‘Why did you stop me? I would have done it!’ she cried.

‘I have no doubt you would,’ said De Forest. ‘But we can’t waste a life like yours on these people. I hope the arrest didn’t sprain your wrist; it’s so hard to regulate a flying loop. But I think you are quite right about those persons’ women and children. We’ll take them all away with us if you promise not to do anything stupid to yourself.’

‘I promise —I promise.’ She controlled herself with an effort. ‘But it is so important to us women. We know what it means; and I thought if you saw I was in earnest —’

‘I saw you were, and you’ve gained your point. I shall take all your Serviles away with me at once. The Mayor will make lists of their friends and families in the city and the district, and he’ll ship them after us this afternoon.’

‘Sure,’ said the Mayor, rising to his feet. ‘Keefe, if you can see, hadn’t you better finish levelling off the Old Market? It don’t look sightly the way it is now, and we shan’t use it for crowds any more.’

‘I think you had better wipe out that Statue as well, Mr. Mayor,’ said De Forest. ‘I don’t question its merits as a work of art, but I believe it’s a shade morbid.’

‘Certainly, sir. Oh, Keefe! Slag the Nigger before you go on to fuse the Market. I’ll get to the Communicators and tell the District that the Board is in charge. Are you making any special appointments, sir?’

‘None. We haven’t men to waste on these backwoods. Carry on as before, but under the Board. Arnott, run your Serviles aboard, please. Ground ship and pass them through the bilge-doors. We’ll wait till we’ve finished with this work of art.’

The prisoners trailed past him, talking fluently, but unable to gesticulate in the drag of the current. Then the surfacers rolled up, two on each side of the Statue. With one accord the spectators looked elsewhere, but there was no need. Keefe turned on full power, and the thing simply melted within its case. All I saw was a surge of white-hot metal pouring over the plinth, a glimpse of Salati’s inscription, ‘To the Eternal Memory of the Justice of the People,’ ere the stone base itself cracked and powdered into finest lime. The crowd cheered.

***

NEXT WEEK: “‘I may be ass enough to walk into a ground-circuit,’ said Arnott, ‘but I don’t dismiss my Fleet till I’m reasonably sure that trouble is over. They’re in position still, and I intend to keep ’em there till the Serviles are shipped out of the district. That last little crowd meant murder, my friends.'”

Stay tuned!

***

RADIUM AGE SCIENCE FICTION: “Radium Age” is HILOBROW’s name for the 1904–33 era, which saw the discovery of radioactivity, the revelation that matter itself is constantly in movement — a fitting metaphor for the first decades of the 20th century, during which old scientific, religious, political, and social certainties were shattered. This era also saw the publication of genre-shattering writing by Edgar Rice Burroughs, Sax Rohmer, E.E. “Doc” Smith, Jack London, Arthur Conan Doyle, Aldous Huxley, Olaf Stapledon, Karel Čapek, H.P. Lovecraft, Charlotte Perkins Gilman, Yevgeny Zamyatin, Philip Gordon Wylie, and other pioneers of post-Verne/Wells, pre-Golden Age “science fiction.” More info here.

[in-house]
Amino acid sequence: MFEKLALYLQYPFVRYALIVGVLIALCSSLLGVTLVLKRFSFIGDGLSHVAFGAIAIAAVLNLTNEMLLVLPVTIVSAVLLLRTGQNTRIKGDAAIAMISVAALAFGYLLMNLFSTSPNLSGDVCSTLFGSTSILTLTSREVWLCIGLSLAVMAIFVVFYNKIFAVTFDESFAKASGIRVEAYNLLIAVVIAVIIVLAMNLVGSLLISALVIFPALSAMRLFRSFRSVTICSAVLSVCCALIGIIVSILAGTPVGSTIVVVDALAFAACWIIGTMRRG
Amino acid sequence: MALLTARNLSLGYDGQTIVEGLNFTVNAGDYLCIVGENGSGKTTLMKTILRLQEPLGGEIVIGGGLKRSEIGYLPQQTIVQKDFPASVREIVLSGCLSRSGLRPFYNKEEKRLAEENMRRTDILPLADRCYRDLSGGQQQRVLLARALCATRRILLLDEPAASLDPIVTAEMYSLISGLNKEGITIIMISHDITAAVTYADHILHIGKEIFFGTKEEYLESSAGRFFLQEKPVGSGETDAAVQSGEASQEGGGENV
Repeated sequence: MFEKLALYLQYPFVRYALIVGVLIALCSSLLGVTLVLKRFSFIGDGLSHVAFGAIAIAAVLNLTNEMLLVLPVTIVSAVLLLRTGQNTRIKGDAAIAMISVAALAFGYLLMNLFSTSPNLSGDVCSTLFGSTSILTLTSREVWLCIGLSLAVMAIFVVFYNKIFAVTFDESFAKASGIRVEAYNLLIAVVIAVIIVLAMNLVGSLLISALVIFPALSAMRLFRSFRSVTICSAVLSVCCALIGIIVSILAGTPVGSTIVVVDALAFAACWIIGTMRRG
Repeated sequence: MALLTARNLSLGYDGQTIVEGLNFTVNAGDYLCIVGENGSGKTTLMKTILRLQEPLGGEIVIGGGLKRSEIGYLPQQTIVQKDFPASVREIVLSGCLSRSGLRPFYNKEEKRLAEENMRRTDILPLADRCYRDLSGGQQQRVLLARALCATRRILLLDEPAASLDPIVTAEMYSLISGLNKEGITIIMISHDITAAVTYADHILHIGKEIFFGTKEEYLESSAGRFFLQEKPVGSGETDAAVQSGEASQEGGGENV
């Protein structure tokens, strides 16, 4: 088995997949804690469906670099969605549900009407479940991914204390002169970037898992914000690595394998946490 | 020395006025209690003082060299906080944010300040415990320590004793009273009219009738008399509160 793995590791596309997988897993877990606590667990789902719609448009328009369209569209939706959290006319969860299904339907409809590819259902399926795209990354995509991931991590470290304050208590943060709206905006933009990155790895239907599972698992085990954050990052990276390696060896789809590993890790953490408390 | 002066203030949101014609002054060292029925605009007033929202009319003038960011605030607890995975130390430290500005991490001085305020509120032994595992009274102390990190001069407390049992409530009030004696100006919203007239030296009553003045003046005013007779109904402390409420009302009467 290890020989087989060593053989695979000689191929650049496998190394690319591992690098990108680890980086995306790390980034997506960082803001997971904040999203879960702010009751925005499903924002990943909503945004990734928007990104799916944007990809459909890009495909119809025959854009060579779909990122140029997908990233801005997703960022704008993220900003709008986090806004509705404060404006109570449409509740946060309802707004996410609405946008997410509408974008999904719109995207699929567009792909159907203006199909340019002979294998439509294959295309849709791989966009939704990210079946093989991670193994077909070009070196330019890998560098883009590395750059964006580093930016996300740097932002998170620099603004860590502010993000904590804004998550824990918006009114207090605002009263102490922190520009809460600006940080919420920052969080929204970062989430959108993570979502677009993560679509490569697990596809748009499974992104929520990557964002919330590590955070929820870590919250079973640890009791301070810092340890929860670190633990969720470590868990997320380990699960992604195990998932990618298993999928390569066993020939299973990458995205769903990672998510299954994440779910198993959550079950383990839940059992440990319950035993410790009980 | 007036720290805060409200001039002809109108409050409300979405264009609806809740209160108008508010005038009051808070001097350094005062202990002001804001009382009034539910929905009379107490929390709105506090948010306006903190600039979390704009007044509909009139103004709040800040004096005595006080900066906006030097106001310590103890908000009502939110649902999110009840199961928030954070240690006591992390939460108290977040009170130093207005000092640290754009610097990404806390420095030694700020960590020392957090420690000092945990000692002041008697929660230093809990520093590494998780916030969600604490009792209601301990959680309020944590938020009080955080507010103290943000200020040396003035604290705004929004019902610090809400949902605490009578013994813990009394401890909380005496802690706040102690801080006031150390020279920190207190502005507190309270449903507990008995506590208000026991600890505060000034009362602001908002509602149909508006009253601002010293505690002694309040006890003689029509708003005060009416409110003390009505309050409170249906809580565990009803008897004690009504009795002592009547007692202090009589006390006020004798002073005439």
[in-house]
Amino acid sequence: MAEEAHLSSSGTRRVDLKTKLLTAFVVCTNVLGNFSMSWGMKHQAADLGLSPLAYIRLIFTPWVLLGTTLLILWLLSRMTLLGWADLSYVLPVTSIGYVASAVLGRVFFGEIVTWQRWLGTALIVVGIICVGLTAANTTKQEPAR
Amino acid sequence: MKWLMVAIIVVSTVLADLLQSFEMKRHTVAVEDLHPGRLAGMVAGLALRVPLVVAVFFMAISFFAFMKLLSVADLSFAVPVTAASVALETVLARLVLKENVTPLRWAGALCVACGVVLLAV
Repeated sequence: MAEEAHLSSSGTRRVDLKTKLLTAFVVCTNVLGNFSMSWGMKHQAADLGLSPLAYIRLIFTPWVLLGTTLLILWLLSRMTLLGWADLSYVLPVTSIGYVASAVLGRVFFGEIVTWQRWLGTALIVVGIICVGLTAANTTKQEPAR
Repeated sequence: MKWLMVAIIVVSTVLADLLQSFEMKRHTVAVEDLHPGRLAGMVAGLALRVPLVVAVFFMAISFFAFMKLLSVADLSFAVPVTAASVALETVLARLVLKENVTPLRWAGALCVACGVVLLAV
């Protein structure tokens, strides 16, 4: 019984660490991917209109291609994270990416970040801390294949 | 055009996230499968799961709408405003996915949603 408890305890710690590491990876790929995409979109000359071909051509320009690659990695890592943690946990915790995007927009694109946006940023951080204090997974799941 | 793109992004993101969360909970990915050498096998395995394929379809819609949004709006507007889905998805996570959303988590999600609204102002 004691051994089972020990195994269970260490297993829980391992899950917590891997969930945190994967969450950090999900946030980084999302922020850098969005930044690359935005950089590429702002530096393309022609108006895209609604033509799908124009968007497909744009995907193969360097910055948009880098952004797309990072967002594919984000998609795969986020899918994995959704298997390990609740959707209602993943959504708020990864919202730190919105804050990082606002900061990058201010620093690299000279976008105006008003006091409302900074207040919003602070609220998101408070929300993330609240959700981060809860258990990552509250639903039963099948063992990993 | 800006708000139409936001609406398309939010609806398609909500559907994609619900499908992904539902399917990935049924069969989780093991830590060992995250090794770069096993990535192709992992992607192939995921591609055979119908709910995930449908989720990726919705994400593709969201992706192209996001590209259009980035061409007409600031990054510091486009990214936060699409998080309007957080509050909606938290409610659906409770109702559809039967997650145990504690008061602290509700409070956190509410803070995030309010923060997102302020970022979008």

HILOBOOKS: The mission of HiLoBooks is to serialize novels on HiLobrow; and also, as of 2012, operating as an imprint of Richard Nash’s Cursor, to reissue Radium Age science fiction in beautiful new print editions. So far, we have published Jack London’s The Scarlet Plague, Rudyard Kipling’s With the Night Mail (and “As Easy as A.B.C.”), Arthur Conan Doyle’s The Poison Belt, H. Rider Haggard’s When the World Shook, Edward Shanks’s The People of the Ruins, William Hope Hodgson’s The Night Land, and J.D. Beresford’s Goslings. Forthcoming: E.V. Odle’s The Clockwork Man, Cicely Hamilton’s Theodore Savage, and Muriel Jaeger’s The Man with Six Senses. For more information, visit the HiLoBooks homepage.

READ: You are reading Rudyard Kipling’s With the Night Mail and “As Easy As A.B.C.” Also read our serialization of: Jack London’s The Scarlet Plague | H. Rider Haggard’s When The World Shook

ORIGINAL FICTION: HILOBROW has serialized three novels: James Parker’s The Ballad of Cocky The Fox (“a proof-of-concept that serialization can work on the Internet” — The Atlantic) and Karinne Keithley Syers’s Linda Linda Linda. We also publish original stories and comics.

What do you think?

  1. “‘These mean business,’ the Mayor whispered to Takahira. ‘There are a goodish few women there who’ve borne children. I don’t like it.’” — what a great line!

    “None of them were more than six feet high, and many of them were as grey-haired as the ravaged, harassed heads of old pictures.” — Kipling makes a point of noting that the democracy-loving “Servile” minority are physically stunted, while the libertarian majority are huge. (“She stood up to her full height, dwarfing even De Forest’s six-foot-eight.”)

    “Salati’s inscription, ‘To the Eternal Memory of the Justice of the People'” — this ironic inscription, on the base of statue depicting a lynched black man, is intended as a reminder that what democracy truly means is ochlocracy (mob rule). Despite the offensive term with which the statue is described, we’re supposed to read the statue as evidence of how humane and civilized the year 2065 is, compared with the reader’s era (that is, 1912). Below, public art in Baltimore: